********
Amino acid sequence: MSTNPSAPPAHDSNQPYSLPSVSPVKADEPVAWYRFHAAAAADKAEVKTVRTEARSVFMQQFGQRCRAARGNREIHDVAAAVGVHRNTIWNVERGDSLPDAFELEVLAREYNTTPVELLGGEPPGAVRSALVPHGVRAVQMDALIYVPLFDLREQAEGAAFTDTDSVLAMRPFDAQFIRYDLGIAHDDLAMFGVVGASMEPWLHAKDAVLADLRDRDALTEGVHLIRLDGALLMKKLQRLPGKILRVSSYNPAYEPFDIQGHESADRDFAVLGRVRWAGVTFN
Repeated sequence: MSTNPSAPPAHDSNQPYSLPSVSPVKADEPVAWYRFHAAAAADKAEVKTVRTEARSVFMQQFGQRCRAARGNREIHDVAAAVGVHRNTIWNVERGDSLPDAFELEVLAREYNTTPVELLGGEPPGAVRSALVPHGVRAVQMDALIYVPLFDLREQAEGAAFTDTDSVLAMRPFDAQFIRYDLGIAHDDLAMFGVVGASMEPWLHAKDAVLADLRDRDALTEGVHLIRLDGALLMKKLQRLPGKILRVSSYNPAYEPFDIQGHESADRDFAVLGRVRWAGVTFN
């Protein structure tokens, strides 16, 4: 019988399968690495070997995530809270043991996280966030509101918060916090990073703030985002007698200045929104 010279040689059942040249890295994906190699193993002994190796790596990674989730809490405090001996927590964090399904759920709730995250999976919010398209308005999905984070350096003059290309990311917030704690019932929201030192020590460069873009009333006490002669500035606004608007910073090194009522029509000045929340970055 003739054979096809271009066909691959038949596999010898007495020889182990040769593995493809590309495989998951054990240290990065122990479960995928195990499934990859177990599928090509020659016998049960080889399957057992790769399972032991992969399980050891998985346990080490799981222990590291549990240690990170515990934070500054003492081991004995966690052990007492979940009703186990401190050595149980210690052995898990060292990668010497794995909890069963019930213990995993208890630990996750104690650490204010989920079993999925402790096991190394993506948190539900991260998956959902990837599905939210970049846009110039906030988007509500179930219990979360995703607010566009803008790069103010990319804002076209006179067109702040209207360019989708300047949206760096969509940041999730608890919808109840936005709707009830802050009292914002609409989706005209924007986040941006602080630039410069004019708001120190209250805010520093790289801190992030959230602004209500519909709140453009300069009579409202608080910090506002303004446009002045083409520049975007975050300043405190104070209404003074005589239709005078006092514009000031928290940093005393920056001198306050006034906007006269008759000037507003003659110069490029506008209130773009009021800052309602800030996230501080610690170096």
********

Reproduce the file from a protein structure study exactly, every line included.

Amino acid sequence: MSTNPSAPPAHDSNQPYSLPSVSPVKADEPVAWYRFHAAAAADKAEVKTVRTEARSVFMQQFGQRCRAARGNREIHDVAAAVGVHRNTIWNVERGDSLPDAFELEVLAREYNTTPVELLGGEPPGAVRSALVPHGVRAVQMDALIYVPLFDLREQAEGAAFTDTDSVLAMRPFDAQFIRYDLGIAHDDLAMFGVVGASMEPWLHAKDAVLADLRDRDALTEGVHLIRLDGALLMKKLQRLPGKILRVSSYNPAYEPFDIQGHESADRDFAVLGRVRWAGVTFN
Repeated sequence: MSTNPSAPPAHDSNQPYSLPSVSPVKADEPVAWYRFHAAAAADKAEVKTVRTEARSVFMQQFGQRCRAARGNREIHDVAAAVGVHRNTIWNVERGDSLPDAFELEVLAREYNTTPVELLGGEPPGAVRSALVPHGVRAVQMDALIYVPLFDLREQAEGAAFTDTDSVLAMRPFDAQFIRYDLGIAHDDLAMFGVVGASMEPWLHAKDAVLADLRDRDALTEGVHLIRLDGALLMKKLQRLPGKILRVSSYNPAYEPFDIQGHESADRDFAVLGRVRWAGVTFN
């Protein structure tokens, strides 16, 4: 019988399968690495070997995530809270043991996280966030509101918060916090990073703030985002007698200045929104 010279040689059942040249890295994906190699193993002994190796790596990674989730809490405090001996927590964090399904759920709730995250999976919010398209308005999905984070350096003059290309990311917030704690019932929201030192020590460069873009009333006490002669500035606004608007910073090194009522029509000045929340970055 003739054979096809271009066909691959038949596999010898007495020889182990040769593995493809590309495989998951054990240290990065122990479960995928195990499934990859177990599928090509020659016998049960080889399957057992790769399972032991992969399980050891998985346990080490799981222990590291549990240690990170515990934070500054003492081991004995966690052990007492979940009703186990401190050595149980210690052995898990060292990668010497794995909890069963019930213990995993208890630990996750104690650490204010989920079993999925402790096991190394993506948190539900991260998956959902990837599905939210970049846009110039906030988007509500179930219990979360995703607010566009803008790069103010990319804002076209006179067109702040209207360019989708300047949206760096969509940041999730608890919808109840936005709707009830802050009292914002609409989706005209924007986040941006602080630039410069004019708001120190209250805010520093790289801190992030959230602004209500519909709140453009300069009579409202608080910090506002303004446009002045083409520049975007975050300043405190104070209404003074005589239709005078006092514009000031928290940093005393920056001198306050006034906007006269008759000037507003003659110069490029506008209130773009009021800052309602800030996230501080610690170096």